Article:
Vital cybersecurity and data-security insights for CYA
by Jack Large
Each week, each month provides more insights into the level fraud. Senior people are losing their jobs and companies are being sold as ever more fraud comes to light. By far the biggest hack was the loss of over 3bn (yes billion) user details (e-mail, credit card details, etc.) from Yahoo and the company was sold. The most recent large hack was the loss of 145 million customer details from Equifax the credit rating agency, and more details are emerging about competitors attacking/hacking each other.
The only good news is that it is becoming clearer what is going on and what needs to done to prevent cyber-fraud. But ALL vulnerabilities need to be plugged as the recent hack of Deloittes systems showed in which they had the very latest techniques and systems covering most of their operations, but were let down in the US where, The Guardian report, “The breach is believed to have been US-focused and was regarded as so sensitive that only a handful of Deloitte’s most senior partners and lawyers were informed.”
Equifax enquiry insights
Washington’s lawmakers grilled former Equifax Inc. CEO Richard Smith (who lost his job) last week about the hack on the company’s systems and in which they got access to sensitive information on over 140 million Americans and other customers around the world.
There were five ideas suggested at the hearing:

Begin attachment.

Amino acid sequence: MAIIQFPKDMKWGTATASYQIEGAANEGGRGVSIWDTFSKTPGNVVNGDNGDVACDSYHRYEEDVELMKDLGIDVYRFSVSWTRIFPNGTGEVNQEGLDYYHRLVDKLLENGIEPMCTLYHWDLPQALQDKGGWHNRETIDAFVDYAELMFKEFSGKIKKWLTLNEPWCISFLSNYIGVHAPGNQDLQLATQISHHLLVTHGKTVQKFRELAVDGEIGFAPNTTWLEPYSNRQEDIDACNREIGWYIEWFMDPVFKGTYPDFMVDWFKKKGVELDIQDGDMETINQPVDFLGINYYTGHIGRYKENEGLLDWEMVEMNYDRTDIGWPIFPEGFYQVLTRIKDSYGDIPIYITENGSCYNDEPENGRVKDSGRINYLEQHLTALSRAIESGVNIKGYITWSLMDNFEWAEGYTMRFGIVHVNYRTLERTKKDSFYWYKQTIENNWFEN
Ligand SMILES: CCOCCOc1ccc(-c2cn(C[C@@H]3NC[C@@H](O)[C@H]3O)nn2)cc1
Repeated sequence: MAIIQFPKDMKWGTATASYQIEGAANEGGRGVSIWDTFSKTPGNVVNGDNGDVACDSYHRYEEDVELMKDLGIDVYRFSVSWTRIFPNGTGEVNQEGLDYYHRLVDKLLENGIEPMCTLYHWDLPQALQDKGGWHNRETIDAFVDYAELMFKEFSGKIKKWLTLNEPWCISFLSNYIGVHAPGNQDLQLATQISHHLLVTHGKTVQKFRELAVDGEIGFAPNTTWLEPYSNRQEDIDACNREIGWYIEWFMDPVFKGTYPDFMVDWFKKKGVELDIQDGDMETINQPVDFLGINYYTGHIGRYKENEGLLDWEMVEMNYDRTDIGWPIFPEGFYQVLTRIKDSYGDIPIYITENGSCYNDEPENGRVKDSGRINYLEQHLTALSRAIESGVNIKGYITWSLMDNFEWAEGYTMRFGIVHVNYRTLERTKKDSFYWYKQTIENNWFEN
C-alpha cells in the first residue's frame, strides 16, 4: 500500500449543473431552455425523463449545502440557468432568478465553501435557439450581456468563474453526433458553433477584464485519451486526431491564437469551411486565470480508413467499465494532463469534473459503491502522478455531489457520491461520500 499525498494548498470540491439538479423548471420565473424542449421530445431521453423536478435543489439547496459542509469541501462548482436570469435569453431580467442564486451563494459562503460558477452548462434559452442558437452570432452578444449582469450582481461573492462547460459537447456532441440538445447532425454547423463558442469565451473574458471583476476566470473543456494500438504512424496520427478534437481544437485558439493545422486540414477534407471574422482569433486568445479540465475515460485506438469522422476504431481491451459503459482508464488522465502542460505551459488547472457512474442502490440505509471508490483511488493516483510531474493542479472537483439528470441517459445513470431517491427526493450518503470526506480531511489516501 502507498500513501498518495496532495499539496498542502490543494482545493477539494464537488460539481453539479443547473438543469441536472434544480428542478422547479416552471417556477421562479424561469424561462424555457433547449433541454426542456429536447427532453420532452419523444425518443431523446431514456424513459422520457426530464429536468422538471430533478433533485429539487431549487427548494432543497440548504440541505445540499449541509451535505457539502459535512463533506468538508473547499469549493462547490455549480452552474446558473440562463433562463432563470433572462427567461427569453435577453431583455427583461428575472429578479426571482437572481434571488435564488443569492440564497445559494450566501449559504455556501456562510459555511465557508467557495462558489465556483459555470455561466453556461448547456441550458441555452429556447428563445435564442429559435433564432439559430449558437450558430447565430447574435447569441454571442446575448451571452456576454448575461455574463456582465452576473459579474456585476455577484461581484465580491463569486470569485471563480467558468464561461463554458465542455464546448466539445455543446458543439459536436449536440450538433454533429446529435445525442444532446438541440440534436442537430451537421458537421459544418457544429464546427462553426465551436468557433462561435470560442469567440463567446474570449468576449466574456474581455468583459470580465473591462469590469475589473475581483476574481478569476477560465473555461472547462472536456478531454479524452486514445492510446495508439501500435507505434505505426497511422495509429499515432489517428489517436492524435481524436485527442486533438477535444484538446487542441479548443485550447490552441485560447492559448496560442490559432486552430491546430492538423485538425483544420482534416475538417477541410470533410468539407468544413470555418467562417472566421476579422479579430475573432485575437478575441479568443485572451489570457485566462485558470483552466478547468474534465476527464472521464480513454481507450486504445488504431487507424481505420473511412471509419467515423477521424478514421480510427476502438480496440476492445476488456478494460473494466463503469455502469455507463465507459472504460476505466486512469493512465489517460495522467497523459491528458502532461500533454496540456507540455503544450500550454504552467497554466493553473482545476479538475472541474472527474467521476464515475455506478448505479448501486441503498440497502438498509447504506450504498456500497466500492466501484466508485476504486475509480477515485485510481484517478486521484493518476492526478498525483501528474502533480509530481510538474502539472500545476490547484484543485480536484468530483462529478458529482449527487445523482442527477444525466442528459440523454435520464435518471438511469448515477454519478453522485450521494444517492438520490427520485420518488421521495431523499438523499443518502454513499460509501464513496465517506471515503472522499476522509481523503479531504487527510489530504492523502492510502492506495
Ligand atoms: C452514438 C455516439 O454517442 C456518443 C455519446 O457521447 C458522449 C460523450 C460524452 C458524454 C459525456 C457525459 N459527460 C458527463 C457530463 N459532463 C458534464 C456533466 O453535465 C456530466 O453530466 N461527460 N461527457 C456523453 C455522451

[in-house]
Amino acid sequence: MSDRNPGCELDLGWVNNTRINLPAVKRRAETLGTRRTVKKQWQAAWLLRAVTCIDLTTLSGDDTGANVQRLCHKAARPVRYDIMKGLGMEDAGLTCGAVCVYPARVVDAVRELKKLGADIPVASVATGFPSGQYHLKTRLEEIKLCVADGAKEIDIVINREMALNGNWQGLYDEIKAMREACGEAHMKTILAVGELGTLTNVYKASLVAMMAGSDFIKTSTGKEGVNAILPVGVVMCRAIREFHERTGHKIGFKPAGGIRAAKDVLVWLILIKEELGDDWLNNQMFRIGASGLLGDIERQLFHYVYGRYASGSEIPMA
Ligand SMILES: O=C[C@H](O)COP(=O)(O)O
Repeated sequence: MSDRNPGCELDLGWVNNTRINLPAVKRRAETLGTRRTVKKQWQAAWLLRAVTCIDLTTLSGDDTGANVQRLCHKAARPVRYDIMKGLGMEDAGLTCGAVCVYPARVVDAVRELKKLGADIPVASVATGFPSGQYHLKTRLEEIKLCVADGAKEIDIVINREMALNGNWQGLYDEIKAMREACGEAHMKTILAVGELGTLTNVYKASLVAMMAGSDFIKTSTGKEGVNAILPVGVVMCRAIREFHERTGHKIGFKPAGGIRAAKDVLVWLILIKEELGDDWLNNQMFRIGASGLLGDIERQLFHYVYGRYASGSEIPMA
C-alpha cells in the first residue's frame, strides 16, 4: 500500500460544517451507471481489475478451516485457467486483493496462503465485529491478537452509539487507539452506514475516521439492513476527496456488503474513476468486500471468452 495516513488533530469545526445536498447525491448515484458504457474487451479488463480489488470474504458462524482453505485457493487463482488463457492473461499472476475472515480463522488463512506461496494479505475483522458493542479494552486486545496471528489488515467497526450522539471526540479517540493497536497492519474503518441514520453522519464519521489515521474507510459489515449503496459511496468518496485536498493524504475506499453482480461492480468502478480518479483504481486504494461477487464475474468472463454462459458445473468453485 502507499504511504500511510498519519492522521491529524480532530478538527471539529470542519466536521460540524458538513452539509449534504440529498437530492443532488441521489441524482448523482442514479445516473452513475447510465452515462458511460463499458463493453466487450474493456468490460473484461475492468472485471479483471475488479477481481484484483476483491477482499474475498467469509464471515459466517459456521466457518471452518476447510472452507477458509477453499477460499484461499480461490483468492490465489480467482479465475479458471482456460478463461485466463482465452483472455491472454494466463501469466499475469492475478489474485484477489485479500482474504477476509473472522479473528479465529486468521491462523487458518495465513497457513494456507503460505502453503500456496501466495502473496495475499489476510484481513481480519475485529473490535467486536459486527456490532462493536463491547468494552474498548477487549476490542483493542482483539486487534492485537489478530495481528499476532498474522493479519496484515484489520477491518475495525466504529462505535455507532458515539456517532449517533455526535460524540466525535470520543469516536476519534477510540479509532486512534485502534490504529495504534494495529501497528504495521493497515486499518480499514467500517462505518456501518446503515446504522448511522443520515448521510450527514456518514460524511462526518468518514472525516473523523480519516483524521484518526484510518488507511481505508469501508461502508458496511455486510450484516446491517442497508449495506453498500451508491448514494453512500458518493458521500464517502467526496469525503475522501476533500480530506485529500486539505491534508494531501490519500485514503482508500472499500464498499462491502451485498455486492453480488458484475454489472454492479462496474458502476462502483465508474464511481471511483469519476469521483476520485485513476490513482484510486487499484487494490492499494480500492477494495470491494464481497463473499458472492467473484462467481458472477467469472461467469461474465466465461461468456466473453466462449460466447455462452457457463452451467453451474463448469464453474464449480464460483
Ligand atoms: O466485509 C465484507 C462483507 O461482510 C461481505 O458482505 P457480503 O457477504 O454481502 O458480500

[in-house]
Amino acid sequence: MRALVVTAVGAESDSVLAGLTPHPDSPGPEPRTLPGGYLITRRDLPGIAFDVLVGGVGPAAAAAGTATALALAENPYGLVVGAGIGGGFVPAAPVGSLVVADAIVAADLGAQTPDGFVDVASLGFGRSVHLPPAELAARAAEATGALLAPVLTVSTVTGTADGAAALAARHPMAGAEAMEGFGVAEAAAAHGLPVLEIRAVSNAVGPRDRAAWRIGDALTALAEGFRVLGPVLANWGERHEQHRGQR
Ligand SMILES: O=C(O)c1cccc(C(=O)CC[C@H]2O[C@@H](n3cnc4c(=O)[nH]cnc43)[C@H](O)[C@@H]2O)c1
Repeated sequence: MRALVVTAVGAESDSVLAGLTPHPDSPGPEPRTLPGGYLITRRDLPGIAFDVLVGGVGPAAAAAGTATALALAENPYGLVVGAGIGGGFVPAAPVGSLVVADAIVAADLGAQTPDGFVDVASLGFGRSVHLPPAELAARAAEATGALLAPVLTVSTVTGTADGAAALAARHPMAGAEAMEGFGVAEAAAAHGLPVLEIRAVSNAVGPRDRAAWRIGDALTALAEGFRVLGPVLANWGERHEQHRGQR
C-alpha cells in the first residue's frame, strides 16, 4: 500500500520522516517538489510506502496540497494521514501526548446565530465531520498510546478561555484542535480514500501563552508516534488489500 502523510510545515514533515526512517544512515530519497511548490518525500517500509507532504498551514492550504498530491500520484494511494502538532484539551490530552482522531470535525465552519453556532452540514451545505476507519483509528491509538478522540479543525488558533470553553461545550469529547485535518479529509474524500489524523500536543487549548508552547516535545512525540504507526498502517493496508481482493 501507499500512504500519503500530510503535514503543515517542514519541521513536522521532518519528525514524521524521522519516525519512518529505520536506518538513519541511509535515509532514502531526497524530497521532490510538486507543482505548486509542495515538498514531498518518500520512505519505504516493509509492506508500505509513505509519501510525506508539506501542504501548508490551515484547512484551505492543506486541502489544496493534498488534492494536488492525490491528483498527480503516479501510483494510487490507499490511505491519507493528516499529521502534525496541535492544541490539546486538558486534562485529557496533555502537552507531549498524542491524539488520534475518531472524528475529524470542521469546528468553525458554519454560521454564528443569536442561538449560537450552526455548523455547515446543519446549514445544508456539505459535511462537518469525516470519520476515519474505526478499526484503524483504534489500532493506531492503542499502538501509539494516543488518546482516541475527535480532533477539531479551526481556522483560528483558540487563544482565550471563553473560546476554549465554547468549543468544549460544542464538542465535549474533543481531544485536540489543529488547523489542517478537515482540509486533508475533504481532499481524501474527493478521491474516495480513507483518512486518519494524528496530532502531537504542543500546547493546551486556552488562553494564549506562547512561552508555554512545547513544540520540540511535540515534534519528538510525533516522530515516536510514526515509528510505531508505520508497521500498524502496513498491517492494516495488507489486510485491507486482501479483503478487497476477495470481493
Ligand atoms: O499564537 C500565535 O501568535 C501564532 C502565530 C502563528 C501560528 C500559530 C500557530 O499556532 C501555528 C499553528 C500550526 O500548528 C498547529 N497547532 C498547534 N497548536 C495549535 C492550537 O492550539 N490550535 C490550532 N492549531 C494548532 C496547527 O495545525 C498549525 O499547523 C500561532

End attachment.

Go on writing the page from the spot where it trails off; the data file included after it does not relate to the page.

- Replacing social security numbers as the standard verification by, possibly, fedreally issued numbers
- Bigger fines
- Creating a federal breach notification law as well as a law in individual states so that any hack had to be reported, rather than waiting months if not years
- Embedding regulators in the actual credit agencies
- Giving consumers more control by reviewing the role of credit reporting agencies.
I.e. More transparency and more involvement of the regulators.
Beware your competitors
In the Financial Times today, Pilita Clark describes how Phil Nagy, who runs Winning Poker Network, found that his network was attacked when running a big tournament. The attacker made contact on the site’s live chat section where he said, “I have a job, another site pays me to attack you.”
A recent survey by the cybersecurity firm Kaspersky Lab showed that 43% of firms that had been attacked by “distributed denial of service”, or DDoS attack thought that it was by a competitor (versus 38% by a cyber criminal).
A major problem is that launching a DDoS attack is very cheap and very easy to do.
No-one admits to doing, but there is enough evidence to say it is definitely going on. Companies need to be aware and protect themselves accordingly.
“The biggest threat to U.K. businesses isn’t the risk of slowing economic growth or Brexit–it is payments diversion fraud”, according to Andy Fyfe, detective chief inspector at the Economic Crime Department of the City of London Police. But apparently there is, in some ways, an even bigger problem the police have: only some 5% of cases get reported. This is exactly what happened at Yahoo (which took years for the full extent of the fraud to be revealed, and at Equifax and Deloittes who took months to reveal what happened.
This reluctance to report is understandable, but it causes the police huge problems.
CTMfile take: 1) Somehow the regulators and companies need to find a way to improve reporting, and 2) are you being hacked by your competitors or hacking them instead or both?
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